Dressage Horse??
 
 

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Dressage Horse??

This is a discussion on Dressage Horse?? within the Dressage forums, part of the English Riding category
  • High set neck dressage horse

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    02-21-2013, 08:06 PM
  #1
Foal
Dressage Horse??

Hey,

This is my new horse Noddy, he was bought for me last year for Christmas.
He is an 8 year old, TB, Gelding, and has just started with some dressage training, I was wondering if you could see any potential there and how high in the levels you think he can go
Thanks in advance
P.s I am not the rider, please just judge the horse











     
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    02-21-2013, 09:21 PM
  #2
Trained
Its difficult to tell anything from those photos.

Could you get some good conformation photos (have him standing square, head and neck in a neutral position - not eating! - and photo from the direct side, from and back). If possible, some video of him moving would be ideal.
     
    02-21-2013, 09:25 PM
  #3
Foal
Sure I can get them this afternoon
Kayty likes this.
     
    02-22-2013, 01:42 PM
  #4
Weanling
I'd like to see him less behind the vertical :)
     
    02-22-2013, 01:46 PM
  #5
Showing
Quote:
Originally Posted by tbcrazy    
I'd like to see him less behind the vertical :)
As would we all, but being behind the vertical doesn't have anything to do with whether or not he'll be an appropriate dressage mount.

OP, as Kayty stated, actual conformation pictures would be helpful. He looks like a lovely boy, but it's difficult to determine anything by those pictures.
     
    02-22-2013, 01:58 PM
  #6
Weanling
Quote:
Originally Posted by Speed Racer    
As would we all, but being behind the vertical doesn't have anything to do with whether or not he'll be an appropriate dressage mount.

OP, as Kayty stated, actual conformation pictures would be helpful. He looks like a lovely boy, but it's difficult to determine anything by those pictures.

I totally agree, but getting a horse that evades the bit to learn to be on the bit is important for dressage....
     
    02-22-2013, 07:34 PM
  #7
Trained
Being btv is a training issue nothing to do with dressage potential.
Not to mention that it is actually beneficial in training to be able to ride the horse in front, and and behind the vertical with the neck in different positions. If you ride constantly poll high, nose in front of the vertical at all times you will end up with a stiff horse that lacks musculature.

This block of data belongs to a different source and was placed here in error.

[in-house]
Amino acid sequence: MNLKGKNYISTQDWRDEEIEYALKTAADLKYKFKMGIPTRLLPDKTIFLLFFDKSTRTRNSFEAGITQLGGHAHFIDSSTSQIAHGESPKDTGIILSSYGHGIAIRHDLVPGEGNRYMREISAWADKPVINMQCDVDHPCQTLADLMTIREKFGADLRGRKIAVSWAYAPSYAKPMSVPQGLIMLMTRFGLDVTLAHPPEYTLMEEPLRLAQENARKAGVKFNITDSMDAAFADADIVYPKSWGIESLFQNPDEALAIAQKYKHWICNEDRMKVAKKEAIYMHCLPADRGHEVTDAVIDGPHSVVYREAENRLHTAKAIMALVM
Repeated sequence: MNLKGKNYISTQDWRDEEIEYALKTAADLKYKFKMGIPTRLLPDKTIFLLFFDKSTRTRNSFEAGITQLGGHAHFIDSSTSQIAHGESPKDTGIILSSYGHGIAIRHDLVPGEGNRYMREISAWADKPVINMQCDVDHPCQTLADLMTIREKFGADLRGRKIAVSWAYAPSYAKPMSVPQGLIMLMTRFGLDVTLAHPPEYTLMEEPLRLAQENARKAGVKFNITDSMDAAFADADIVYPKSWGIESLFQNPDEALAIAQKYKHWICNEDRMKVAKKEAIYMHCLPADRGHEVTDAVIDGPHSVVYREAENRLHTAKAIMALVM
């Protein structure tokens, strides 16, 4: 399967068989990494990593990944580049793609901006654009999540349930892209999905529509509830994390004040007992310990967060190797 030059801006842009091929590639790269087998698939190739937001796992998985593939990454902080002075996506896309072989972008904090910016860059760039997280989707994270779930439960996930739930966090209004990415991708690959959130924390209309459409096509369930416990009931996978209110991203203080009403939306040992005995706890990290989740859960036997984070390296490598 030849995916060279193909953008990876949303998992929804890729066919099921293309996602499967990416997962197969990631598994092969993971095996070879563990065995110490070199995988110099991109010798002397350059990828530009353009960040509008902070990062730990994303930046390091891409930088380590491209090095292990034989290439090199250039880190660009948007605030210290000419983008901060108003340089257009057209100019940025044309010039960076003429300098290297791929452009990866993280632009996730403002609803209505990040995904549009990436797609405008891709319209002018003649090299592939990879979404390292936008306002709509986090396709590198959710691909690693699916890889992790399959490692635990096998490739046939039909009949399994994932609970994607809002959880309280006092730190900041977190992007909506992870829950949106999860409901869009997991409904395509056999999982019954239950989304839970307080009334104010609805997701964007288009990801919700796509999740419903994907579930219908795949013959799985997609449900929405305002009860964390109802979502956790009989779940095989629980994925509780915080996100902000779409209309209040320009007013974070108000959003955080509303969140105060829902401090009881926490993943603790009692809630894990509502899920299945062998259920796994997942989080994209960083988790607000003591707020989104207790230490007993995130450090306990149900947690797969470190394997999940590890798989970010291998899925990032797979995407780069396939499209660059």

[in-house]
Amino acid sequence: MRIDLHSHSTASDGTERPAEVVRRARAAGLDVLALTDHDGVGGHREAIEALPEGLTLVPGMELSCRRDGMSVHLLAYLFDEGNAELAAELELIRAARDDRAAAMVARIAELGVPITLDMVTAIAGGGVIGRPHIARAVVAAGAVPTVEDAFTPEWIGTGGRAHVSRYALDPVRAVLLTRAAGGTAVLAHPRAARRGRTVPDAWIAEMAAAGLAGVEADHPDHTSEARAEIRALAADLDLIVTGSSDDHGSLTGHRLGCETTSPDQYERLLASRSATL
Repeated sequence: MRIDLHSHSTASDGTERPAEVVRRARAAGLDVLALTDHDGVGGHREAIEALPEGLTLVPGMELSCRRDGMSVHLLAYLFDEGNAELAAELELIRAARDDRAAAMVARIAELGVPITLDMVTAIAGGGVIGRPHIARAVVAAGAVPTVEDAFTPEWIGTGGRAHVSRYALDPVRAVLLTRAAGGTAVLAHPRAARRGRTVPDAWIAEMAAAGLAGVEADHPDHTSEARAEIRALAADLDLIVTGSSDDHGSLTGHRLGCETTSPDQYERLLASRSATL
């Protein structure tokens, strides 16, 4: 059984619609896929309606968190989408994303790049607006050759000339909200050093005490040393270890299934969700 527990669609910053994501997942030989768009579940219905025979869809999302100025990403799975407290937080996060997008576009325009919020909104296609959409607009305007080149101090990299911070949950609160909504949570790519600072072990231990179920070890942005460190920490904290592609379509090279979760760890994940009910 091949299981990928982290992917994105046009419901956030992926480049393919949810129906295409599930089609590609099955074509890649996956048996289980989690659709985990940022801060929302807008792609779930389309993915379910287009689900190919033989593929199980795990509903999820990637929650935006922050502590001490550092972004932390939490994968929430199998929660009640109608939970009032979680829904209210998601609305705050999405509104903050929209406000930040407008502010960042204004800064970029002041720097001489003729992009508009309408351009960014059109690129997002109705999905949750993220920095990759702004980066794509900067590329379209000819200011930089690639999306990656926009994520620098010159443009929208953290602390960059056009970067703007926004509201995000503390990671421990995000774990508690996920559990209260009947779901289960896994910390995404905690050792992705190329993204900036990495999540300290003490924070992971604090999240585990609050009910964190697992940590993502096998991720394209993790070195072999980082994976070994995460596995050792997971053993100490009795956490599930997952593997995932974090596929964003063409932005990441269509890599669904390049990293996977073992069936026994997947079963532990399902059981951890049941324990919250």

There's also the point that a green horse that does not hold a great deal of strength and balance cannot be physically expected to hold a competition frame of poll high in front of vertical for more than a few strides at a time as they will fatigue and start to compensate by bracing other muscles - then you start developing under muscle and a tense horse.
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    02-23-2013, 12:10 AM
  #8
Foal
Ok , so the vid is a bit shaky so I will get a new one soon, I have a few movement pictures of him in moment and a few conformation pics











These are as square as I could get him.









(I just noticed how thin and flimsy his neck looks :( he has had like no work in the last 12 months so he has no muscle, once he has had some work he will look better)
     
    02-23-2013, 12:22 AM
  #9
Green Broke
I litle more muscling and I think he could do pretty good in dressage, I like his hip and think he could be a cute hunter/jumper as well.
AllieJ333 likes this.
     
    02-23-2013, 12:25 AM
  #10
Trained
He's not a bad horse. Not a candidate for FEI levels but there should be no reason that he couldn't work to medium level with a knowledgable rider.
His legs are quite straight though the pastern angle is a little more sloped than ideal, and slightly sickle hocked.
Shoulder is fairly steep so you're not going to get those beautiful big reaching front limbs of a well bred WB, but they won't be too restrictive.
Back is a good length, a tiny bit weak through the croup with a high set tail.
Nice girth on him with a well set neck of good length. Gullet is a bit thick but won't be an issue.

His neck is weak with some under muscle but that is classic of an Aussie tb that has been out of work.

I'd be working him fairly deep for now, really bending him around your legs and getting the hind legs to cross. Working him somewhat deep will encourage the lift in his back and in front of the wither, and you will see quite a quick development of muscle over his topline.
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Ray MacDonald, roxxy and AllieJ333 like this.
     

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